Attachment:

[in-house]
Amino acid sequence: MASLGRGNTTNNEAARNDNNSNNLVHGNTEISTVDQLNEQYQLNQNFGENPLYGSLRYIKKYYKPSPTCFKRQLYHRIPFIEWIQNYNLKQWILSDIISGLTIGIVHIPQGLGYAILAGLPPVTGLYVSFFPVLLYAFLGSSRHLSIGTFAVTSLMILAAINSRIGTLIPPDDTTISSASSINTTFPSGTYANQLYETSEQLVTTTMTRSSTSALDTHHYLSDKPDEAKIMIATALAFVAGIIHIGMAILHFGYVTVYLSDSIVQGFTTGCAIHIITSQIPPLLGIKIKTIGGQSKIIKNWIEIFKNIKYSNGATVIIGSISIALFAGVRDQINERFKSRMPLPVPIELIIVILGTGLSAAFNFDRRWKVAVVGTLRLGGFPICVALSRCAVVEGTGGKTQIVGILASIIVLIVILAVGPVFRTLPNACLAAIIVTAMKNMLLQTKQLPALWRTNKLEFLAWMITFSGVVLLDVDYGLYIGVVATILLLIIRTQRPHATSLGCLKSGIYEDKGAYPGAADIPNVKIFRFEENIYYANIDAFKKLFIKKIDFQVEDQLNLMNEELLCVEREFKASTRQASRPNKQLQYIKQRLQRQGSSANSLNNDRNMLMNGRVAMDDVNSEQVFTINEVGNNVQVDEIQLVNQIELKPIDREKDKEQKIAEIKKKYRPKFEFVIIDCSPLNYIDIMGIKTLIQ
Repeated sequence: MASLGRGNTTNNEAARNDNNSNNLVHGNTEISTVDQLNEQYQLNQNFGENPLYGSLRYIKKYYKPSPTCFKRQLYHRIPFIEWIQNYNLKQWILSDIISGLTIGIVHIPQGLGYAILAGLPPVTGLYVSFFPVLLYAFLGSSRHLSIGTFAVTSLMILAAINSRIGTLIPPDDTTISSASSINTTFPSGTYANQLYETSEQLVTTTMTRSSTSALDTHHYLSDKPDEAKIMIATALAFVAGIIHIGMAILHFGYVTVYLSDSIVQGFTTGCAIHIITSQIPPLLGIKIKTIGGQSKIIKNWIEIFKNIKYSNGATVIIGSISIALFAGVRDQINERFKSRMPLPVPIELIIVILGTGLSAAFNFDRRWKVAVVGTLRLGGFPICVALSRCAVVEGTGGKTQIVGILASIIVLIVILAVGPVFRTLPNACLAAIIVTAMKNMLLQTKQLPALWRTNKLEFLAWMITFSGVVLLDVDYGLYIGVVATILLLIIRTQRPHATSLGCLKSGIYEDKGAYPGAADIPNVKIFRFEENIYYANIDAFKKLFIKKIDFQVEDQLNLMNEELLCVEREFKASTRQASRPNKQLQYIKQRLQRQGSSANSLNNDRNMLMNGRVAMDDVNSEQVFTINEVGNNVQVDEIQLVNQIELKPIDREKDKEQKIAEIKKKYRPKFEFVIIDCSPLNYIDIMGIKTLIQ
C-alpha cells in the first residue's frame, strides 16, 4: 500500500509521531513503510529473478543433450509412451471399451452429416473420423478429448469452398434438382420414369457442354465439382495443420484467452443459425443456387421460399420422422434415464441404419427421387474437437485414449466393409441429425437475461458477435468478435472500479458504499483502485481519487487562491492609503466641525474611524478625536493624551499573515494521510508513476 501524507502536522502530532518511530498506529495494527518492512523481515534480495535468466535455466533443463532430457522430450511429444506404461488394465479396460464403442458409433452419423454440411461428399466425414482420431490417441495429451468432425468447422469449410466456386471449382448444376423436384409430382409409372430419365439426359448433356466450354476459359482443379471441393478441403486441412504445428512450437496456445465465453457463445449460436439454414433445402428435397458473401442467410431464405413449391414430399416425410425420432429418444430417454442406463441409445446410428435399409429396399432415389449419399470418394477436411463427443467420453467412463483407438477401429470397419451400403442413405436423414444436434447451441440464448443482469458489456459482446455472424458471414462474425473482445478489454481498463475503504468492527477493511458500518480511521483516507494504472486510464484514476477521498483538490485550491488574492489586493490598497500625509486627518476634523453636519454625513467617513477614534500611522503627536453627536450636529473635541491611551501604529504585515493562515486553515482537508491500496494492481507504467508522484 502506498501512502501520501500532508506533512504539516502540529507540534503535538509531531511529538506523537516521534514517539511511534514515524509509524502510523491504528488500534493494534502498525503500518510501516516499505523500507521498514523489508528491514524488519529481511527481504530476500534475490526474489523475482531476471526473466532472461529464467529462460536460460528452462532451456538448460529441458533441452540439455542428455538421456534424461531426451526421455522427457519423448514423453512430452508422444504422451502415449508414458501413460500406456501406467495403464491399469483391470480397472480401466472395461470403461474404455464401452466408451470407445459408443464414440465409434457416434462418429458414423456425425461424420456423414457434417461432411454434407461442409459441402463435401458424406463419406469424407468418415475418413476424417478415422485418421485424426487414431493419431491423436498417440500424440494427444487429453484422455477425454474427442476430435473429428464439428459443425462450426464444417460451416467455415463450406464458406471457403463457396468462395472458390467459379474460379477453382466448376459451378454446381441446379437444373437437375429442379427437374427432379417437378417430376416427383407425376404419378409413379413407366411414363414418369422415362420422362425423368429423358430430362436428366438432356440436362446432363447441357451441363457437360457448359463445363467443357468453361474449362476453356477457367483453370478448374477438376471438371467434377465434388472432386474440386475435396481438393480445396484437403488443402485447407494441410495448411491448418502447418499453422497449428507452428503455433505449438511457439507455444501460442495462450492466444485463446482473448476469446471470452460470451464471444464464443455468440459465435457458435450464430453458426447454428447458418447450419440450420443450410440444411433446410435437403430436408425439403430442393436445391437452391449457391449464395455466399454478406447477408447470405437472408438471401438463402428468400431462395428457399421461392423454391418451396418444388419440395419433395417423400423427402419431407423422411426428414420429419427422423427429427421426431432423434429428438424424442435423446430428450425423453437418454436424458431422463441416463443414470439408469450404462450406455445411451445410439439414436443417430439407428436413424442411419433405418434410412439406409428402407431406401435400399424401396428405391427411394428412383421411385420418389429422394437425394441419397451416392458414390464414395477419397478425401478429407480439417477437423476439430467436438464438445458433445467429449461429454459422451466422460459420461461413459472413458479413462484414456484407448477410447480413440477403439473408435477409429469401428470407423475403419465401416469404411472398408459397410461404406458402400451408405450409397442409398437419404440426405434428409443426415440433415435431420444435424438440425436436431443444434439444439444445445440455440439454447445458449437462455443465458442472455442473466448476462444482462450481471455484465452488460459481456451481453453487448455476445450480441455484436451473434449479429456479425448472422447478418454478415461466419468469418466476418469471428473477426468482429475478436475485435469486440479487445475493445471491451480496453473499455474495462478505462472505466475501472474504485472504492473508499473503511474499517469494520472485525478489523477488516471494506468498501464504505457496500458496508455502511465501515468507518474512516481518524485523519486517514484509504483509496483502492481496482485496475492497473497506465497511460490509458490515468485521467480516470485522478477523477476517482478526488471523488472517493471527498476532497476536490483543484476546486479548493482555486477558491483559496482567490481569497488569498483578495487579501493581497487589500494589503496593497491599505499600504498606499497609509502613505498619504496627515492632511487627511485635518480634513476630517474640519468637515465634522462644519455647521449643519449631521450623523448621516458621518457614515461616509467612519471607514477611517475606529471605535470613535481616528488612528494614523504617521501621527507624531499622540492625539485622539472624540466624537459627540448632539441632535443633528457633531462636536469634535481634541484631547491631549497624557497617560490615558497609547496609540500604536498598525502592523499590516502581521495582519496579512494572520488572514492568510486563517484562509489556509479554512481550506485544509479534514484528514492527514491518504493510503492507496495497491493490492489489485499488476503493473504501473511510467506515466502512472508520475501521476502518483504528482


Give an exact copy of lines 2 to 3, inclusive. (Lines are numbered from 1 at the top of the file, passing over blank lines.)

Amino acid sequence: MASLGRGNTTNNEAARNDNNSNNLVHGNTEISTVDQLNEQYQLNQNFGENPLYGSLRYIKKYYKPSPTCFKRQLYHRIPFIEWIQNYNLKQWILSDIISGLTIGIVHIPQGLGYAILAGLPPVTGLYVSFFPVLLYAFLGSSRHLSIGTFAVTSLMILAAINSRIGTLIPPDDTTISSASSINTTFPSGTYANQLYETSEQLVTTTMTRSSTSALDTHHYLSDKPDEAKIMIATALAFVAGIIHIGMAILHFGYVTVYLSDSIVQGFTTGCAIHIITSQIPPLLGIKIKTIGGQSKIIKNWIEIFKNIKYSNGATVIIGSISIALFAGVRDQINERFKSRMPLPVPIELIIVILGTGLSAAFNFDRRWKVAVVGTLRLGGFPICVALSRCAVVEGTGGKTQIVGILASIIVLIVILAVGPVFRTLPNACLAAIIVTAMKNMLLQTKQLPALWRTNKLEFLAWMITFSGVVLLDVDYGLYIGVVATILLLIIRTQRPHATSLGCLKSGIYEDKGAYPGAADIPNVKIFRFEENIYYANIDAFKKLFIKKIDFQVEDQLNLMNEELLCVEREFKASTRQASRPNKQLQYIKQRLQRQGSSANSLNNDRNMLMNGRVAMDDVNSEQVFTINEVGNNVQVDEIQLVNQIELKPIDREKDKEQKIAEIKKKYRPKFEFVIIDCSPLNYIDIMGIKTLIQ
Repeated sequence: MASLGRGNTTNNEAARNDNNSNNLVHGNTEISTVDQLNEQYQLNQNFGENPLYGSLRYIKKYYKPSPTCFKRQLYHRIPFIEWIQNYNLKQWILSDIISGLTIGIVHIPQGLGYAILAGLPPVTGLYVSFFPVLLYAFLGSSRHLSIGTFAVTSLMILAAINSRIGTLIPPDDTTISSASSINTTFPSGTYANQLYETSEQLVTTTMTRSSTSALDTHHYLSDKPDEAKIMIATALAFVAGIIHIGMAILHFGYVTVYLSDSIVQGFTTGCAIHIITSQIPPLLGIKIKTIGGQSKIIKNWIEIFKNIKYSNGATVIIGSISIALFAGVRDQINERFKSRMPLPVPIELIIVILGTGLSAAFNFDRRWKVAVVGTLRLGGFPICVALSRCAVVEGTGGKTQIVGILASIIVLIVILAVGPVFRTLPNACLAAIIVTAMKNMLLQTKQLPALWRTNKLEFLAWMITFSGVVLLDVDYGLYIGVVATILLLIIRTQRPHATSLGCLKSGIYEDKGAYPGAADIPNVKIFRFEENIYYANIDAFKKLFIKKIDFQVEDQLNLMNEELLCVEREFKASTRQASRPNKQLQYIKQRLQRQGSSANSLNNDRNMLMNGRVAMDDVNSEQVFTINEVGNNVQVDEIQLVNQIELKPIDREKDKEQKIAEIKKKYRPKFEFVIIDCSPLNYIDIMGIKTLIQ